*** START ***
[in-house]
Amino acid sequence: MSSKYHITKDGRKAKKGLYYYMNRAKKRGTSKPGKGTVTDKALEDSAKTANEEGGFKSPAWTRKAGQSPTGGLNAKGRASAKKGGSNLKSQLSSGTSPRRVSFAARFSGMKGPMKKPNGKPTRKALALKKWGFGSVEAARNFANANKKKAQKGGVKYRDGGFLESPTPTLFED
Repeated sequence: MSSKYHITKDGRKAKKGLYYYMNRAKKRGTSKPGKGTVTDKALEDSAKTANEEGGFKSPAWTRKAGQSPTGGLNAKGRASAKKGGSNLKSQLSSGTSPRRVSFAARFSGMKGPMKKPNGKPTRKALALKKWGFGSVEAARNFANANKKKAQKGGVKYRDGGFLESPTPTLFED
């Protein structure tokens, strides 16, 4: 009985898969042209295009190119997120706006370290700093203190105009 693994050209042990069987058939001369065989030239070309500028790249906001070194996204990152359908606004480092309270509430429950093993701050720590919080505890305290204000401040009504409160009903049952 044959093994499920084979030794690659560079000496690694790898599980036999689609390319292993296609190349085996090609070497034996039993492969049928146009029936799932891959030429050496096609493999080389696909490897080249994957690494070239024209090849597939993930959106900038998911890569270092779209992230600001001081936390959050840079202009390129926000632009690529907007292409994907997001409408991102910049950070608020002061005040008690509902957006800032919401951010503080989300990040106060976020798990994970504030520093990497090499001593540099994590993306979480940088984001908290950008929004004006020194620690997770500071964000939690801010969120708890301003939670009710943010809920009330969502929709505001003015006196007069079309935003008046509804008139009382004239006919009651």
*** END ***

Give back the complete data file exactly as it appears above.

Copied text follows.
[in-house]
Amino acid sequence: MSSKYHITKDGRKAKKGLYYYMNRAKKRGTSKPGKGTVTDKALEDSAKTANEEGGFKSPAWTRKAGQSPTGGLNAKGRASAKKGGSNLKSQLSSGTSPRRVSFAARFSGMKGPMKKPNGKPTRKALALKKWGFGSVEAARNFANANKKKAQKGGVKYRDGGFLESPTPTLFED
Repeated sequence: MSSKYHITKDGRKAKKGLYYYMNRAKKRGTSKPGKGTVTDKALEDSAKTANEEGGFKSPAWTRKAGQSPTGGLNAKGRASAKKGGSNLKSQLSSGTSPRRVSFAARFSGMKGPMKKPNGKPTRKALALKKWGFGSVEAARNFANANKKKAQKGGVKYRDGGFLESPTPTLFED
């Protein structure tokens, strides 16, 4: 009985898969042209295009190119997120706006370290700093203190105009 693994050209042990069987058939001369065989030239070309500028790249906001070194996204990152359908606004480092309270509430429950093993701050720590919080505890305290204000401040009504409160009903049952 044959093994499920084979030794690659560079000496690694790898599980036999689609390319292993296609190349085996090609070497034996039993492969049928146009029936799932891959030429050496096609493999080389696909490897080249994957690494070239024209090849597939993930959106900038998911890569270092779209992230600001001081936390959050840079202009390129926000632009690529907007292409994907997001409408991102910049950070608020002061005040008690509902957006800032919401951010503080989300990040106060976020798990994970504030520093990497090499001593540099994590993306979480940088984001908290950008929004004006020194620690997770500071964000939690801010969120708890301003939670009710943010809920009330969502929709505001003015006196007069079309935003008046509804008139009382004239006919009651």